Rowling waves wand with first post-Potter tale

5th December 2008, Comments 0 comments

Many British shops opened early so children could buy the book before going to school.

Edinburgh -- Superstar author J.K. Rowling launched The Tales Of Beedle The Bard, her first book since ending Harry Potter's adventures, with a special reading for children in her home city Thursday.

Many British shops opened early so children could buy the book before going to school. The tales went on sale in about 20 countries around the world, including the United States, China and Japan, with retailers predicting it would become the Christmas hit.

Rowling hosted a tea party and reading for about 200 children in her home city of Edinburgh to mark the first day of sales for the book, proceeds from which will go to her charity helping vulnerable children in Eastern Europe.

The Tales Of Beedle The Bard originally featured in the seventh and last Harry Potter book as a volume of fairytales left to Hermione Granger by Hogwarts headmaster Albus Dumbledore.

The boy wizard Potter used it to help him defeat archenemy Lord Voldemort.

In her introduction to the book, Rowling explains it is a new "translation" by Granger of works by the 15th century bard, whose life is "shrouded in mystery" except that "he had an exceptionally luxuriant beard."

The book also features a "commentary" by Dumbledore, who reveals that he first heard the tales as a boy and says they are instructive for children.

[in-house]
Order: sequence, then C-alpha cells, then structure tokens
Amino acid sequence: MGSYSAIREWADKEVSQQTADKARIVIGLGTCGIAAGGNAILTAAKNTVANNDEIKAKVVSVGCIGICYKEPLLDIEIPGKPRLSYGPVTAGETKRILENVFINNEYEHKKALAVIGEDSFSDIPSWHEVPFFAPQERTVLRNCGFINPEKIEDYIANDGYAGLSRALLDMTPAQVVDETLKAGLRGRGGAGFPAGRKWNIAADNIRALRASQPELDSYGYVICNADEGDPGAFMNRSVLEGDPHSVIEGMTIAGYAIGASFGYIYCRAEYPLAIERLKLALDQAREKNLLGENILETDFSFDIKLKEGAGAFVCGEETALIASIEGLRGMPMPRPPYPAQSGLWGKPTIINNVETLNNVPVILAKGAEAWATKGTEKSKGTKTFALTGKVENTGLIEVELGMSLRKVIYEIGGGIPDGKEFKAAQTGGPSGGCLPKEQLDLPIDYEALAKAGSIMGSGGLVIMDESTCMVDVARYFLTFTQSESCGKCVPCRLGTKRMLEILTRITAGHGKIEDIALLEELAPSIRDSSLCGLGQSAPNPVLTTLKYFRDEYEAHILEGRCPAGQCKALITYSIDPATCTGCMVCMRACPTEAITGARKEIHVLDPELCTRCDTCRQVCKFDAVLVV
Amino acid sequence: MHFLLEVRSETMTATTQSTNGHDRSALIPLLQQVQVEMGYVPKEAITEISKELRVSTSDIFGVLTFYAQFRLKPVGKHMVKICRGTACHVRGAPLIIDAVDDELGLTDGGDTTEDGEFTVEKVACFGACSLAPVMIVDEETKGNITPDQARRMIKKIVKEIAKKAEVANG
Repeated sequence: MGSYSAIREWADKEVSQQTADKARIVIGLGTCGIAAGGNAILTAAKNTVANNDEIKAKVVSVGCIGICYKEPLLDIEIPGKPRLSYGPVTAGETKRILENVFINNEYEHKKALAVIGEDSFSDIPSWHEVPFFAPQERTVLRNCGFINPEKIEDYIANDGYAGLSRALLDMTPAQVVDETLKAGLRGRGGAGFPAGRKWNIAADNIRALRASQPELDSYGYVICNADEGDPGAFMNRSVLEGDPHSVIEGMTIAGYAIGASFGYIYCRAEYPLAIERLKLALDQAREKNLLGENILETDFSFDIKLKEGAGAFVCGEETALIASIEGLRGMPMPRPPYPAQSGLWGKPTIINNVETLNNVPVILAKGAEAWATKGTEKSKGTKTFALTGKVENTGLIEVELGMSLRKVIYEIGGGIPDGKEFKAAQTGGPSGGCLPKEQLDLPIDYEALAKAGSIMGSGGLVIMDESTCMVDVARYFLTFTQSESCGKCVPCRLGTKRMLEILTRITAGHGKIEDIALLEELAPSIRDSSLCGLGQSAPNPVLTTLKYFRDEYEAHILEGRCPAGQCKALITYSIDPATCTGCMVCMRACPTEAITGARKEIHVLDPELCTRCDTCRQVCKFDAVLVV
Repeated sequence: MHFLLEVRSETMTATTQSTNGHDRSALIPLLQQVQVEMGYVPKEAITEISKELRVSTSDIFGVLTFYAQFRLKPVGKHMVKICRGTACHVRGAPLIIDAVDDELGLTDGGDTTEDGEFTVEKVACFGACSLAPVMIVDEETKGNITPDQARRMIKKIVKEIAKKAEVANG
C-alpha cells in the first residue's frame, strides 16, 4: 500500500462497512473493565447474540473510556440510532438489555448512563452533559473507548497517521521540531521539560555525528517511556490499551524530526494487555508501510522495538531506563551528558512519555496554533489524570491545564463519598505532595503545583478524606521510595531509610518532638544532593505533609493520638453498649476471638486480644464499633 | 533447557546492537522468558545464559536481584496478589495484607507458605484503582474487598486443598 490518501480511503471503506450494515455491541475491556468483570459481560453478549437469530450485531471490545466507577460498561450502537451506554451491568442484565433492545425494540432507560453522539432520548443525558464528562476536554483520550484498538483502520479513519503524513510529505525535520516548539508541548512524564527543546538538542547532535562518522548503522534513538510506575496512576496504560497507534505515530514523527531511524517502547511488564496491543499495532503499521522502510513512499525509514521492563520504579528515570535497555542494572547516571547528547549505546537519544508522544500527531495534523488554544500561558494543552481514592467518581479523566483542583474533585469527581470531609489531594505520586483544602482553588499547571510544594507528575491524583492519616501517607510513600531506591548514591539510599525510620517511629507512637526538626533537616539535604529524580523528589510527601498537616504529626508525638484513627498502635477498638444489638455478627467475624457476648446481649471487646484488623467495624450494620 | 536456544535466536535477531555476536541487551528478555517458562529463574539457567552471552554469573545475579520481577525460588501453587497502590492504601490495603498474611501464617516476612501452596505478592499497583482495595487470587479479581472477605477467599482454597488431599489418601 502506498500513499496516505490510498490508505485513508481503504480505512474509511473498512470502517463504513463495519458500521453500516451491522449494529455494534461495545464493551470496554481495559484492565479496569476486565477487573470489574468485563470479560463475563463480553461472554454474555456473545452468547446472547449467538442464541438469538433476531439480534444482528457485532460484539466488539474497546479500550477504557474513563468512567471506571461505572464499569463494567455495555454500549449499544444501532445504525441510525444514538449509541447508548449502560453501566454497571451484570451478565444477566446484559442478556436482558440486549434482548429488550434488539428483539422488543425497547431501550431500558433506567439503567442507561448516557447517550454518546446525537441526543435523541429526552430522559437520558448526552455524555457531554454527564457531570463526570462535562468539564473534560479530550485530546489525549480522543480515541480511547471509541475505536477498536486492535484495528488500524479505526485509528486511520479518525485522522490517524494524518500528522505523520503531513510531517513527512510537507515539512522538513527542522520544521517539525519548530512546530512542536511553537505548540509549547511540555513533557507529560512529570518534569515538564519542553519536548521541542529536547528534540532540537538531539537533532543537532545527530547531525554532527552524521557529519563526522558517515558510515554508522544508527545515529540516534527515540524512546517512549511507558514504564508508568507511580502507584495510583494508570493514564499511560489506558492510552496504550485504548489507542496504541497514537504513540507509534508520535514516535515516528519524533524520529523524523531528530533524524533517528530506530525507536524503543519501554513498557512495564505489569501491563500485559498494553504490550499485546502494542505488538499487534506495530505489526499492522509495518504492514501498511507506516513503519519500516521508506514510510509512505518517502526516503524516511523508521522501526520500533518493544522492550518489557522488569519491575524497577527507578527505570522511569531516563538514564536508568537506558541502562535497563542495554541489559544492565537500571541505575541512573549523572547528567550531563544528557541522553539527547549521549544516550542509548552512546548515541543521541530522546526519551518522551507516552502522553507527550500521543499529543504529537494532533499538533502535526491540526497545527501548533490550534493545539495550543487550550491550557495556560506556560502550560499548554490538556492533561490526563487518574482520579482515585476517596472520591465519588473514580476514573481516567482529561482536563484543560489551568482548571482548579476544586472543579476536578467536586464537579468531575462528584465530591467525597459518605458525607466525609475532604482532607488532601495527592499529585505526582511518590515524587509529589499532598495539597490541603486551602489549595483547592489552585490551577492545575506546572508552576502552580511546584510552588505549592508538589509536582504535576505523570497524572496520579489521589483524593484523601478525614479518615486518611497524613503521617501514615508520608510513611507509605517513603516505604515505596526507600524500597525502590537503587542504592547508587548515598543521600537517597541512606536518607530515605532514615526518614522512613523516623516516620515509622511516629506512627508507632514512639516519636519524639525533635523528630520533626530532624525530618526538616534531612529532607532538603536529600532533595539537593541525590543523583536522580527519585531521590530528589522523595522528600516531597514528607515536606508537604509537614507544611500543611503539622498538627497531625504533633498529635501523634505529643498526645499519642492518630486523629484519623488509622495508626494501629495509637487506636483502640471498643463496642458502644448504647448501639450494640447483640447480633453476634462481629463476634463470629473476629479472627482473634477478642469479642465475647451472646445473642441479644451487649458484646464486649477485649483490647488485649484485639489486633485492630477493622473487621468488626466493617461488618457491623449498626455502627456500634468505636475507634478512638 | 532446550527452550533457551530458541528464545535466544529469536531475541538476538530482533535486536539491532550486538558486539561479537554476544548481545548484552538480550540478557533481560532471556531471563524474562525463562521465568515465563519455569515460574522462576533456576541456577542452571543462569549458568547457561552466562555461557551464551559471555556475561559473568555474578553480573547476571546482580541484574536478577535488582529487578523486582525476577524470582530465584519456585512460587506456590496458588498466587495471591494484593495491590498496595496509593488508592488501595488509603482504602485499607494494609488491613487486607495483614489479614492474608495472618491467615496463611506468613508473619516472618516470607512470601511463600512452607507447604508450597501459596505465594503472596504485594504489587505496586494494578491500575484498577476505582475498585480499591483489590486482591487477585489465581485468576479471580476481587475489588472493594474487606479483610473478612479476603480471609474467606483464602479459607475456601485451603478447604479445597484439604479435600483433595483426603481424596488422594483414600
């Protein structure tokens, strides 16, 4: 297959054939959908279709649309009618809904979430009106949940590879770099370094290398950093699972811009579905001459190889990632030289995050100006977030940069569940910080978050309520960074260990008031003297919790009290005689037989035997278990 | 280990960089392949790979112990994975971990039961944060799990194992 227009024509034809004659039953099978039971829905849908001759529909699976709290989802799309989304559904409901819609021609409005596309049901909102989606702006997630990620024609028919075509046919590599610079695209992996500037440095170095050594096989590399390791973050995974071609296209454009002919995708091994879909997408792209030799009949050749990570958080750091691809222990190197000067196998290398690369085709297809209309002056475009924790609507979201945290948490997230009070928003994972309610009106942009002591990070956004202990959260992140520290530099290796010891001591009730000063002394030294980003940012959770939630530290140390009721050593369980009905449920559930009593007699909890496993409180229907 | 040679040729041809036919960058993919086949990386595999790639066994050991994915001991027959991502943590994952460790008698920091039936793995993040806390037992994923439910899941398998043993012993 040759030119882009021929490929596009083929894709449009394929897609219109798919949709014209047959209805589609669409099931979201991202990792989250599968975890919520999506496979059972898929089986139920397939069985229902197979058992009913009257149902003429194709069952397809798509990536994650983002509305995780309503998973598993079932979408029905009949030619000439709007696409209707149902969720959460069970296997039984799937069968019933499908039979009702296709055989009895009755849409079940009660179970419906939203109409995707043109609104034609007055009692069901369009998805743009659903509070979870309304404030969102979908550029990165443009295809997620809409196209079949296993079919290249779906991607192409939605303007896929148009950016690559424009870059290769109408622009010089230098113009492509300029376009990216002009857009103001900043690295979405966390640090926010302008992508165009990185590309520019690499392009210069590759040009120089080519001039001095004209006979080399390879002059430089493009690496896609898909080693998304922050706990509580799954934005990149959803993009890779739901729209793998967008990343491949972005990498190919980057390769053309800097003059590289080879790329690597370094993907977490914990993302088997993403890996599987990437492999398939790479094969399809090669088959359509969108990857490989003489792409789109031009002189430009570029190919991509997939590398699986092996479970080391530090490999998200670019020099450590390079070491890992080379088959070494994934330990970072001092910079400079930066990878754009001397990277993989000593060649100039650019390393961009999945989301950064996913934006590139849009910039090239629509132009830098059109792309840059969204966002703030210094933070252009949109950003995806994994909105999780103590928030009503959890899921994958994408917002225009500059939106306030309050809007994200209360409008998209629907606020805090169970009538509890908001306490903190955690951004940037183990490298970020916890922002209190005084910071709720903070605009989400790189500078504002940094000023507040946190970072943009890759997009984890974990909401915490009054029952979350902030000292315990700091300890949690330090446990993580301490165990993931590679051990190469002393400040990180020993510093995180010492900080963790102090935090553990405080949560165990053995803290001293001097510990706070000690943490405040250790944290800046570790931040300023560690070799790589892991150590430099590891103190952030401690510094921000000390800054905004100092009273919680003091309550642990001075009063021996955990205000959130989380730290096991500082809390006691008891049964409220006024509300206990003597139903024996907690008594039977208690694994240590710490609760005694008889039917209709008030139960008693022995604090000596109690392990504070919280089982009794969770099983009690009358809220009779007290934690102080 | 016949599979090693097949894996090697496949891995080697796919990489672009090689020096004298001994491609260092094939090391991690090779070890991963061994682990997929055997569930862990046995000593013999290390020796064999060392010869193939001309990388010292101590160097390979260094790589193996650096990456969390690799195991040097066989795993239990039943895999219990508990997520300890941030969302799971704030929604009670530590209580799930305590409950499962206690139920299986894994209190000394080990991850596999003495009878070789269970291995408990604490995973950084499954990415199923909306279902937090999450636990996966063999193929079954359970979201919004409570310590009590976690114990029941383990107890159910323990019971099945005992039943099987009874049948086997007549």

After finishing the Potter series last year, Rowling hand-wrote and illustrated seven copies of Beedle, giving six to people who had helped her make Potter a success and selling the seventh at auction for 1.95 million pounds (2.8 million dollars, 2.2 million euros) to online retailer Amazon.

But she has decided to expand the print run, both to meet demand from her fans and to help the Children's High Level Group, which she co-founded in 2005.

"There was quite a lot of high feeling from Harry Potter fans that only someone who had two million pounds could afford to read the book," she said at the reading. "I thought 'fair point,' so I thought I'll publish it and then the charity can have that money too."

Fans have already given a warm reaction to the 130-page book, which costs 6.99 pounds and whose five stories include The Wizard And The Hopping Pot, Babbity Rabbitty And Her Cackling Stump and The Warlock's Hairy Heart.

"I loved it! It was about 30 times better than I thought it would be!," wrote a fan calling herself stellathemuggle on fansite "I loved the illustrations; Jo (Rowling) has a very nice style to her people she draws."

Another fan, Browsa, added: "Have only just got through the first couple of stories and already I have a favorite... better get back to it. JK Rowling rocks this world!"

The Harry Potter series has sold more than 400 million copies around the world and a spokesman for Waterstone's, one of Britain's biggest bookshop chains, said the latest Rowling was also likely to be a blockbuster.

"Many of our shops opened extra early so that kids could get it before going to school," said spokesman John Howells, adding that some were selling books from as early as 6 a.m. "It's almost definitely going to be the biggest selling book this Christmas. It has every chance of being the biggest selling book of the year."

The book, which has a print run of 7.5 million copies, is being launched in 10 different languages in 28 countries including Britain, the United States, France, Germany, China and Japan.

Rowling has earned 560 million pounds from the Harry Potter books, according to this year's Sunday Times Rich List, making her richer than Queen Elizabeth II.


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